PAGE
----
Three Gorges Said to Plan Handing EDP Cash-Generating Assets
(Bloomberg) -- China’s biggest renewables developer is planning to hand EDP-Energias de Portugal SA most of its cash-generating wind and hydro assets overseas as part of a $10.6 billion takeover deal announced last month, people familiar with the matter said.
China Three Gorges Corp., which spent two decades damming the Yangtze River, wants the utility that’s based in Lisbon to manage its assets abroad and to use those to expand its reach across Europe and the Americas. They may be valued at about $8.3 billion, according to estimates from Bloomberg New Energy Finance.
Giving EDP its overseas assets would boost the Portuguese utility’s production capacity by 30 percent and add 1 billion euros ($1.2 billion) a year of earnings before interest, taxes, deprecation and amortization, according to the people who asked not to be identified because the information is confidential. It would include all of Three Gorges assets in Europe, the Americas and Portuguese speaking nations, the people said.
The move, which Three Gorges has been discussing with the government in Lisbon, is designed to sweeten the underlying value of the deal to authorities beyond the 9.1 billion euros ($10.6 billion) offered for the remainder of EDP that the Chinese company doesn’t already own. With a 23 percent stake in EDP built up after the financial crisis left the Portuguese government in need of cash, Three Gorges wants to tap the utility’s expertise to further its own overseas expansion.
The comments help explain Three Gorges’ logic in making an offer for EDP that the board of the company in Lisbon quickly condemned as too low. EDP is due give details of its reasoning for rejecting the Three Gorges offer by the end of this week.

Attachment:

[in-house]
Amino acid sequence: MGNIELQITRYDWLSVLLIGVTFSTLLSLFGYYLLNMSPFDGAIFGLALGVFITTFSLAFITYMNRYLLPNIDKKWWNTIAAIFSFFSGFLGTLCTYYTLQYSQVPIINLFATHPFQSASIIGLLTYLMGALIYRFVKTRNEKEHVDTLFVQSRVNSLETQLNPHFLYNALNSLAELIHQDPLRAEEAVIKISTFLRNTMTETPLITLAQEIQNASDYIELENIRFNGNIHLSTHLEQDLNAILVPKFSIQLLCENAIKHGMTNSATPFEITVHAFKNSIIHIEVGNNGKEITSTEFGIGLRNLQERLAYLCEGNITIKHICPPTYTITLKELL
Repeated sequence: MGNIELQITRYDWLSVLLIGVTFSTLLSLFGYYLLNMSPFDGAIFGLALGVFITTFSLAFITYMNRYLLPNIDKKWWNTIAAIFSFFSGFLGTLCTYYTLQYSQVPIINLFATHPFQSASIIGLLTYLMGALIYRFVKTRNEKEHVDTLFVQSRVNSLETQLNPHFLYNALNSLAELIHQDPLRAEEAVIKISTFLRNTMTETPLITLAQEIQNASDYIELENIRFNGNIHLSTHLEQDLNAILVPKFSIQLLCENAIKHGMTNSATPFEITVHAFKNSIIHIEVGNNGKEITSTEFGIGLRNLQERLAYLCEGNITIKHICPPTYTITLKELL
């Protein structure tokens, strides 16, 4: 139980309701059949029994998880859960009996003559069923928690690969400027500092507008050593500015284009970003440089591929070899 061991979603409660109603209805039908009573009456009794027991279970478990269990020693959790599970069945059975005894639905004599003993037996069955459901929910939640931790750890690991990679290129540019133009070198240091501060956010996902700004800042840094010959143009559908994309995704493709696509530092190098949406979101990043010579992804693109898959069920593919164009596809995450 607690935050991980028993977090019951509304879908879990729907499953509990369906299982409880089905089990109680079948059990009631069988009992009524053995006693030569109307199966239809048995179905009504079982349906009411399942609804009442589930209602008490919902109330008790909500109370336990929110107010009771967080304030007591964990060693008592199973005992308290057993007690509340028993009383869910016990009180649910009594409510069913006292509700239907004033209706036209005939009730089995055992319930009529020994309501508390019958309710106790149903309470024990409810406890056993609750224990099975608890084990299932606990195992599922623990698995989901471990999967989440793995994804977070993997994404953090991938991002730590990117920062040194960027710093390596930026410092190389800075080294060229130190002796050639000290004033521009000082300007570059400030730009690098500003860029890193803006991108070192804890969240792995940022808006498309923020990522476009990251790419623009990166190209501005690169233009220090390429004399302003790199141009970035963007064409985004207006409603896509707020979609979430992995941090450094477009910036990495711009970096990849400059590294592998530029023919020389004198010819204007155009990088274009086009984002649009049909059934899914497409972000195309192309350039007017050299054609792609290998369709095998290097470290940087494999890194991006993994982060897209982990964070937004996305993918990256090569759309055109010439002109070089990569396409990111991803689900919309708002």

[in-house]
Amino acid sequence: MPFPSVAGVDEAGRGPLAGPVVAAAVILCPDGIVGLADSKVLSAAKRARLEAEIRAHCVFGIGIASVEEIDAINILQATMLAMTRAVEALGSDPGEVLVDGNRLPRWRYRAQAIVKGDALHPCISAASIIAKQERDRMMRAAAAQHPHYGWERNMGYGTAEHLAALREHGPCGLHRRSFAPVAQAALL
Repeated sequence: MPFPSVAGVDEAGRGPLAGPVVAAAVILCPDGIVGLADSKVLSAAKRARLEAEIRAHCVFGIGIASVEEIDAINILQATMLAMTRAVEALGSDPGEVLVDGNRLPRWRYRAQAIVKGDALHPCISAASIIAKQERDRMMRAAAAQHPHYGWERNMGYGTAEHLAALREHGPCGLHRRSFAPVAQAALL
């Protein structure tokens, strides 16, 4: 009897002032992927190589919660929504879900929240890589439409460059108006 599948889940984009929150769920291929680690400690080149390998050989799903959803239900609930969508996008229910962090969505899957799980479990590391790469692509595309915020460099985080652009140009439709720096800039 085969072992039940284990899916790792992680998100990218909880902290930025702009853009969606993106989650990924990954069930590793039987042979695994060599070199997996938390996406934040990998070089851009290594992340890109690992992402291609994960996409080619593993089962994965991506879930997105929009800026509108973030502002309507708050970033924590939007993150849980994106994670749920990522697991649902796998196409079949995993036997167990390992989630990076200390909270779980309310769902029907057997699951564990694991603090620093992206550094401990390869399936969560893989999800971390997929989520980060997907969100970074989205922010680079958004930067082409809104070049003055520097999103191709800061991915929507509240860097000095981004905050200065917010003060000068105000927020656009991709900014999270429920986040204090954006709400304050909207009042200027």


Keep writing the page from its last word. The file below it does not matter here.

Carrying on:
Those ideas so far have had a warm reception from Prime Minister Antonio Costa, who said he had no objection to the Chinese bid and that it’s purely a commercial matter.
Both EDP and Three Gorges have been building wind and hydro power projects outside their home nations, especially in Brazil, where the two together would become the nation’s largest power generation company.
Three Gorges would ask EDP executives in Lisbon to manage a portfolio of operating assets with a total installed capacity of 8.3 gigawatts, the people said. The assets break down to 8 gigawatts of hydro in Brazil, onshore wind farms also in Brazil and the Meerwind offshore wind project in the German North Sea, which the Chinese company bought in 2016.
EDP’s team led by Chief Executive Officer Antonio Mexia in Lisbon would manage those assets and use the cash flow to fund further investments, including entry into China’s potentially lucrative offshore wind business, the people said. The move would also strengthen EDP’s credit rating and give the company a bigger financial cushion for investing in new projects, reducing its reliance on selling operating projects to fund new ones, the people said.
Not included in the asset management deal would be Three Gorges’s iconic dam or other strategically sensitive projects in China. It wasn’t clear what other assets would be left out of the handover.
For Three Gorges part, the company is taking its time to brief shareholders, government officials and unions on the rationale behind the deal that goes beyond the headline price. They see Three Gorges as an industrial partner where the two companies are stronger together in expanding their reach -- not just a financial investor.
Three Gorges’ ambition is to control just over 50 percent of EDP. Its offer will be open for 125 days from May 11 when the preliminary offer was first made.
©2018 Bloomberg L.P.